The discussion boils down to this--do you want to spend the money to change to hardened valve seats? If you ride your Airhead 1000 miles per year, the answer is probably no--just check the valve clearances periodically and adjust as necessary. If you ride your Airhead 20,000 miles per year and are adjusting valves 5 times per riding season, you proabably want to make the change.
True, riding mileage may help make the decision. I'm not a big rider...100K miles in the little over 30 years I've had my /7. Pretty far short of 5K per year. But the last few years, I've really been wondering what was down there...was she going to make it the next season. What was that noise? What if...? I'm glad I've done it...I have good confidence in the change over. Peace of mind from here on out...until I have to worry about something else...like the timing chain!
I read something that Tom Cutter posted on the Airheads email list. People were discussing the idea of just monitoring the clearances and making the decision that way. Some have wondered about how many threads were showing on the rocker adjuster. He pointed out that the thread pitch is 1mm on the adjuster. So, if you've had to make one revolution of that adjuster, the valve has slid 1mm...which Tom said is one-half the width of the valve face. Think about that! That doesn't sound like much, but that picture in my mind screams problems and it might be sooner than one thinks.
A rather article that covers the various valves and seat problems with the Airheads, and includes a lot of information
on leaded fuels, and aircraft gas as an additive, ETC (LOTS of "ETC") is here:
snowbum (who rarely is on the MOA.org forums)
you an still get Bardhal Instead of lead gold, it contains MMT as an octane booster which also protects valves. I have used this for years before a got some modern stuff, and it works very well as octane booster and as a valve protector.
It is true that Bardahl contains MMT (methyl cyclopentadienl manganese tricarbonyl); and that it DOES help with protecting the Airhead pre-1981 (or pre-1980) exhaust valves and exhaust valve seats. It is, probably, the closest thing to TEL (tetraethyl lead) for protection. It isn't as good.
It needs reasonable concentration for its effects. BTW....few know this....but it is not only pre-1980 Airheads that need TEL or some at least reasonable additive (if the valve seats are stock); but, the very earliest K bikes had susceptible valve seats too. Luckily, they are water cooled, and vastly less susceptible.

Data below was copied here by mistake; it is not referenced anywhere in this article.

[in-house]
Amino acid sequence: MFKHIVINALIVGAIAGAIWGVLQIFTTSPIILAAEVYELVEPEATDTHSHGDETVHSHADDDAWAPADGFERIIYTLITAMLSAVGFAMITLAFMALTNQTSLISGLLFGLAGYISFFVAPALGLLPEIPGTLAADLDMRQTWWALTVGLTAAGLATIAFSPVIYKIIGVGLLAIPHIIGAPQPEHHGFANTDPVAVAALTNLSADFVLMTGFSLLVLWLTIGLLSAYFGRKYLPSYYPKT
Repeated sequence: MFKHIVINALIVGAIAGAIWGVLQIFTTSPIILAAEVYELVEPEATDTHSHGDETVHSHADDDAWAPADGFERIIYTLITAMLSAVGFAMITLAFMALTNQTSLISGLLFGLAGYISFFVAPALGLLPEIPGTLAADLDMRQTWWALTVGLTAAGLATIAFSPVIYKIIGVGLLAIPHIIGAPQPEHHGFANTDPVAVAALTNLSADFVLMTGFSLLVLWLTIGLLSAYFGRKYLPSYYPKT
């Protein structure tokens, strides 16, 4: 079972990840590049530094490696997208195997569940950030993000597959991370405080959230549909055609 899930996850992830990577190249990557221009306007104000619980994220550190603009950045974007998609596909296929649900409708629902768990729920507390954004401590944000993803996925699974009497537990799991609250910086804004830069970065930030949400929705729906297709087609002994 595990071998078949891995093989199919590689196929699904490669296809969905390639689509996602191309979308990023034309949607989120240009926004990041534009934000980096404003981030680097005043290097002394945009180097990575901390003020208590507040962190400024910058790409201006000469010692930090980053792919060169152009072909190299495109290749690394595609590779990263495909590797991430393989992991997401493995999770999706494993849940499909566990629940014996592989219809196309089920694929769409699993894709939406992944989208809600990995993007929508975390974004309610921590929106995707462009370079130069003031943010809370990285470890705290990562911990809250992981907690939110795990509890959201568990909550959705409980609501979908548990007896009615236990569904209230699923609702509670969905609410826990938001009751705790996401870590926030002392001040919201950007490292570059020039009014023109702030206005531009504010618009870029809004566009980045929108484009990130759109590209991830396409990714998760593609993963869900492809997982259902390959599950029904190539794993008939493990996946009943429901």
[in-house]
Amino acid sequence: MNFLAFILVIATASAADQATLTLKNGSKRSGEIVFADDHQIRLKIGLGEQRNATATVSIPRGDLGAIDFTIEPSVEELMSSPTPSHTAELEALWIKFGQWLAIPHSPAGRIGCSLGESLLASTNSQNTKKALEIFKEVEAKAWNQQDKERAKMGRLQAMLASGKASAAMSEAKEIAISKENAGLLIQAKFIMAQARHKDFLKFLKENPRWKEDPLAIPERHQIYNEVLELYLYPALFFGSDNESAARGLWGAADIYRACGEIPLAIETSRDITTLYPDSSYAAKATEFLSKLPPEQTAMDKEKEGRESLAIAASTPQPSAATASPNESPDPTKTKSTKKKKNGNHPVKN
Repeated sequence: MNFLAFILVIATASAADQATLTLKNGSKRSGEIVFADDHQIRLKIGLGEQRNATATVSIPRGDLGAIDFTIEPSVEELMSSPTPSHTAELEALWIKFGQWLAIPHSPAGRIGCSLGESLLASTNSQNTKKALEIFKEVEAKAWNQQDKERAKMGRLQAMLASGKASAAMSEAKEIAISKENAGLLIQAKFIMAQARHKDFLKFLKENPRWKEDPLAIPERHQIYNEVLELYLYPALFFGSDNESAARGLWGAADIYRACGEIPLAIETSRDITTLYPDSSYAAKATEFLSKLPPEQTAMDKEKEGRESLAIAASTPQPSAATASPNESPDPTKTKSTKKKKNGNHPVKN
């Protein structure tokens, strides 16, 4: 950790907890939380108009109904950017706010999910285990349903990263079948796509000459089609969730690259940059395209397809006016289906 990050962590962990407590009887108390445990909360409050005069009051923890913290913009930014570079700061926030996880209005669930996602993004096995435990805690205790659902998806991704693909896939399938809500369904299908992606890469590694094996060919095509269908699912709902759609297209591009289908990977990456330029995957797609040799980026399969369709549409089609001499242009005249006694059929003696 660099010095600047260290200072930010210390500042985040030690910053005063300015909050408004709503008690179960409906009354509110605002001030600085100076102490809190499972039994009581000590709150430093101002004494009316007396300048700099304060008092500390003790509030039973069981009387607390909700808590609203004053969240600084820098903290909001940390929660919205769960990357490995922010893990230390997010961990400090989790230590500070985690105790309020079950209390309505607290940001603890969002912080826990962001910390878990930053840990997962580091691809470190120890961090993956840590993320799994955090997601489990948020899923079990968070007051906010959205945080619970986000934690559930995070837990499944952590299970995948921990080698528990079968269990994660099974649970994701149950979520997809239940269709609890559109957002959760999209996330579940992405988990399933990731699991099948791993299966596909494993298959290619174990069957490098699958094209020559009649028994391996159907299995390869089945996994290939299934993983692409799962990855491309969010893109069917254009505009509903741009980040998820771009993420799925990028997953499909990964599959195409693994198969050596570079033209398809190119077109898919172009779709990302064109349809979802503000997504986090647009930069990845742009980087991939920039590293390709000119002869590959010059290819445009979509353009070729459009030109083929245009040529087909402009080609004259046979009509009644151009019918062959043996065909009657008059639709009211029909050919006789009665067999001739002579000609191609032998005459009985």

Sooner or later, the early Airheads will need a top end job, at which time the seats really should be upgraded.
That is only a very partial statement. It takes a LOT of lead to boost octane, and octane boosting is not the problem with the old engine's valves and valve seats. Pump 91 in the USA is usable for our old bikes.
Ethanol is a nice fuel, at near 100%...but you need a vastly larger tank, huge jets or a very modified FI system, etc. Ethanol was pretty good for racing, years ago. Fuel mileage was atrociously low. My Gold Star ran ethanol, and near 1500 jet size...that is a huge size. The Brazilians are quite familiar with exceptionally high concentrations of alcohol in their fuel.
In the real world for us:
Ethanol is added to gasoline all over the USA. Yes, tthanol itself has higher octane inherently, but only if it is running to the correct mixture!...which is VERY MUCH RICHER. In carbureted engines IN PARTICULAR (but can affect some FI engines), just having ethanol in the fuel like we presently have, LEANS the fuel mixture, so the mixture runs leaner, and usually HOTTER, making things WORSE. You have to enrichen the mixture a bit ('a bit' for 10% ethanol) to burn it quite properly, and almost no one will be doing that for their road bike. Modern FI handles it pretty well. Older FI bikes are slightly iffy.